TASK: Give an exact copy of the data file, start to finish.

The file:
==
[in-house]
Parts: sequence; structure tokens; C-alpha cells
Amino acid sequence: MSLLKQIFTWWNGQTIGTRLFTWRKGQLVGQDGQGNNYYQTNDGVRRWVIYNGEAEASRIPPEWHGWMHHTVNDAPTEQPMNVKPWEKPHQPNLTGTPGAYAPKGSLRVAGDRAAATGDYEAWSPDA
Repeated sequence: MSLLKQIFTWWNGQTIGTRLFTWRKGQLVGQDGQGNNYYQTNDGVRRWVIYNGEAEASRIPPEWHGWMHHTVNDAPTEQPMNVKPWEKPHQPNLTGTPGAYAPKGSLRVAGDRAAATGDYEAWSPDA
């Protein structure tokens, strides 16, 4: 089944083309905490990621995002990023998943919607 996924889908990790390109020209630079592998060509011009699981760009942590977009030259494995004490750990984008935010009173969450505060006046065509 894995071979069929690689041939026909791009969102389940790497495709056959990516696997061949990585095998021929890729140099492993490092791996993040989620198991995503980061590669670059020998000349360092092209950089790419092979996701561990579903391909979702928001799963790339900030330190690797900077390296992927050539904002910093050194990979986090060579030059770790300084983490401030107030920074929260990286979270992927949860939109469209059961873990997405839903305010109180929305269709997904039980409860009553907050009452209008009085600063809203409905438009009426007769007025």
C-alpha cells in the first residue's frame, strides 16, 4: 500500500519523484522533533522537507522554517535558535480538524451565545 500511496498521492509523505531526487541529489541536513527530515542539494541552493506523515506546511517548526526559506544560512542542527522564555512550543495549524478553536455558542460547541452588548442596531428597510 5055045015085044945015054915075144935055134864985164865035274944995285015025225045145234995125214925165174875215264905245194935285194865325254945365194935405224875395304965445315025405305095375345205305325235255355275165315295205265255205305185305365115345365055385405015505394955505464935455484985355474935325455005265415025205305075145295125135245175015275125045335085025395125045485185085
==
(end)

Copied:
[in-house]
Parts: sequence; structure tokens; C-alpha cells
Amino acid sequence: MSLLKQIFTWWNGQTIGTRLFTWRKGQLVGQDGQGNNYYQTNDGVRRWVIYNGEAEASRIPPEWHGWMHHTVNDAPTEQPMNVKPWEKPHQPNLTGTPGAYAPKGSLRVAGDRAAATGDYEAWSPDA
Repeated sequence: MSLLKQIFTWWNGQTIGTRLFTWRKGQLVGQDGQGNNYYQTNDGVRRWVIYNGEAEASRIPPEWHGWMHHTVNDAPTEQPMNVKPWEKPHQPNLTGTPGAYAPKGSLRVAGDRAAATGDYEAWSPDA
């Protein structure tokens, strides 16, 4: 089944083309905490990621995002990023998943919607 996924889908990790390109020209630079592998060509011009699981760009942590977009030259494995004490750990984008935010009173969450505060006046065509 894995071979069929690689041939026909791009969102389940790497495709056959990516696997061949990585095998021929890729140099492993490092791996993040989620198991995503980061590669670059020998000349360092092209950089790419092979996701561990579903391909979702928001799963790339900030330190690797900077390296992927050539904002910093050194990979986090060579030059770790300084983490401030107030920074929260990286979270992927949860939109469209059961873990997405839903305010109180929305269709997904039980409860009553907050009452209008009085600063809203409905438009009426007769007025």
C-alpha cells in the first residue's frame, strides 16, 4: 500500500519523484522533533522537507522554517535558535480538524451565545 500511496498521492509523505531526487541529489541536513527530515542539494541552493506523515506546511517548526526559506544560512542542527522564555512550543495549524478553536455558542460547541452588548442596531428597510 5055045015085044945015054915075144935055134864985164865035274944995285015025225045145234995125214925165174875215264905245194935285194865325254945365194935405224875395304965445315025405305095375345205305325235255355275165315295205265255205305185305365115345365055385405015505394955505464935455484985355474935325455005265415025205305075145295125135245175015275125045335085025395125045485185085